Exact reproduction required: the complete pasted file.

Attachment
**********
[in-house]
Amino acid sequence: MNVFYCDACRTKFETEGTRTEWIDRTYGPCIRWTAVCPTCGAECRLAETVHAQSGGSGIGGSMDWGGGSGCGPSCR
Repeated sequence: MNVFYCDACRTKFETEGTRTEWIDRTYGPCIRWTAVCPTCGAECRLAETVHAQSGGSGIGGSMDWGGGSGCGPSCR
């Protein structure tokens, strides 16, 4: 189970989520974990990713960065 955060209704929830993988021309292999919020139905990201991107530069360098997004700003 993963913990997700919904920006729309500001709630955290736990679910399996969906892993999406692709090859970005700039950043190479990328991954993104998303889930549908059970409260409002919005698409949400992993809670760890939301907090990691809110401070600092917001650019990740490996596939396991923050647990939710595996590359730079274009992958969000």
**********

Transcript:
[in-house]
Amino acid sequence: MNVFYCDACRTKFETEGTRTEWIDRTYGPCIRWTAVCPTCGAECRLAETVHAQSGGSGIGGSMDWGGGSGCGPSCR
Repeated sequence: MNVFYCDACRTKFETEGTRTEWIDRTYGPCIRWTAVCPTCGAECRLAETVHAQSGGSGIGGSMDWGGGSGCGPSCR
């Protein structure tokens, strides 16, 4: 189970989520974990990713960065 955060209704929830993988021309292999919020139905990201991107530069360098997004700003 993963913990997700919904920006729309500001709630955290736990679910399996969906892993999406692709090859970005700039950043190479990328991954993104998303889930549908059970409260409002919005698409949400992993809670760890939301907090990691809110401070600092917001650019990740490996596939396991923050647990939710595996590359730079274009992958969000």